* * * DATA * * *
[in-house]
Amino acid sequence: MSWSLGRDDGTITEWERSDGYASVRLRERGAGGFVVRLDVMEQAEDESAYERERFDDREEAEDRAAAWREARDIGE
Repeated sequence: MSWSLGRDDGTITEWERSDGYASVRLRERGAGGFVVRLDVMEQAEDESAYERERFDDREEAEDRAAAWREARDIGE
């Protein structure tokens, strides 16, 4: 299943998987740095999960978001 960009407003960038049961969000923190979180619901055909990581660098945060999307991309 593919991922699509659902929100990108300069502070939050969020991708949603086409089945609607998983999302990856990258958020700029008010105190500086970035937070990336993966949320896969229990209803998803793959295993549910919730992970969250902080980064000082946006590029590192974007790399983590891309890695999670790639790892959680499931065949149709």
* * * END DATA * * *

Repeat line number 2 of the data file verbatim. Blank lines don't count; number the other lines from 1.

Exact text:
Amino acid sequence: MSWSLGRDDGTITEWERSDGYASVRLRERGAGGFVVRLDVMEQAEDESAYERERFDDREEAEDRAAAWREARDIGE